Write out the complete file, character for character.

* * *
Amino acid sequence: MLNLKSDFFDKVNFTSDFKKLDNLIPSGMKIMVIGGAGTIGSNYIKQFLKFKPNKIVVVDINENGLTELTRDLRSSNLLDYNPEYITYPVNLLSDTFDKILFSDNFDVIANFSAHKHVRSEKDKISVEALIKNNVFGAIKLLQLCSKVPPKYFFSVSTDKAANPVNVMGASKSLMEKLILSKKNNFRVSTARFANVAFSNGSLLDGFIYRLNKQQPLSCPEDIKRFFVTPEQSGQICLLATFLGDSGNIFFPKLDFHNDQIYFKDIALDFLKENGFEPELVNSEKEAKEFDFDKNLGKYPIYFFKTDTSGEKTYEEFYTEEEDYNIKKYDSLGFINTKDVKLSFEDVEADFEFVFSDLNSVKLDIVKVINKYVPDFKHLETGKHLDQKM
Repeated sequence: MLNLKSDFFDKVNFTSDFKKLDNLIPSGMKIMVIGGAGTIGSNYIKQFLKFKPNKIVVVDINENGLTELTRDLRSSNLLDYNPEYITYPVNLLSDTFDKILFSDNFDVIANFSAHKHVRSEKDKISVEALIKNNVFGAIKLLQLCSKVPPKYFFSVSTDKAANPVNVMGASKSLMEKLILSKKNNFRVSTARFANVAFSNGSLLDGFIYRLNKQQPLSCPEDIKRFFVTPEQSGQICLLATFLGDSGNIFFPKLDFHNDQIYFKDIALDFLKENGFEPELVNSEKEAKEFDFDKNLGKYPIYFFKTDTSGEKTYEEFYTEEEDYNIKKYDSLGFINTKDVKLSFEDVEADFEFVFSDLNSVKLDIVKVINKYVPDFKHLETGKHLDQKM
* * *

Amino acid sequence: MLNLKSDFFDKVNFTSDFKKLDNLIPSGMKIMVIGGAGTIGSNYIKQFLKFKPNKIVVVDINENGLTELTRDLRSSNLLDYNPEYITYPVNLLSDTFDKILFSDNFDVIANFSAHKHVRSEKDKISVEALIKNNVFGAIKLLQLCSKVPPKYFFSVSTDKAANPVNVMGASKSLMEKLILSKKNNFRVSTARFANVAFSNGSLLDGFIYRLNKQQPLSCPEDIKRFFVTPEQSGQICLLATFLGDSGNIFFPKLDFHNDQIYFKDIALDFLKENGFEPELVNSEKEAKEFDFDKNLGKYPIYFFKTDTSGEKTYEEFYTEEEDYNIKKYDSLGFINTKDVKLSFEDVEADFEFVFSDLNSVKLDIVKVINKYVPDFKHLETGKHLDQKM
Repeated sequence: MLNLKSDFFDKVNFTSDFKKLDNLIPSGMKIMVIGGAGTIGSNYIKQFLKFKPNKIVVVDINENGLTELTRDLRSSNLLDYNPEYITYPVNLLSDTFDKILFSDNFDVIANFSAHKHVRSEKDKISVEALIKNNVFGAIKLLQLCSKVPPKYFFSVSTDKAANPVNVMGASKSLMEKLILSKKNNFRVSTARFANVAFSNGSLLDGFIYRLNKQQPLSCPEDIKRFFVTPEQSGQICLLATFLGDSGNIFFPKLDFHNDQIYFKDIALDFLKENGFEPELVNSEKEAKEFDFDKNLGKYPIYFFKTDTSGEKTYEEFYTEEEDYNIKKYDSLGFINTKDVKLSFEDVEADFEFVFSDLNSVKLDIVKVINKYVPDFKHLETGKHLDQKM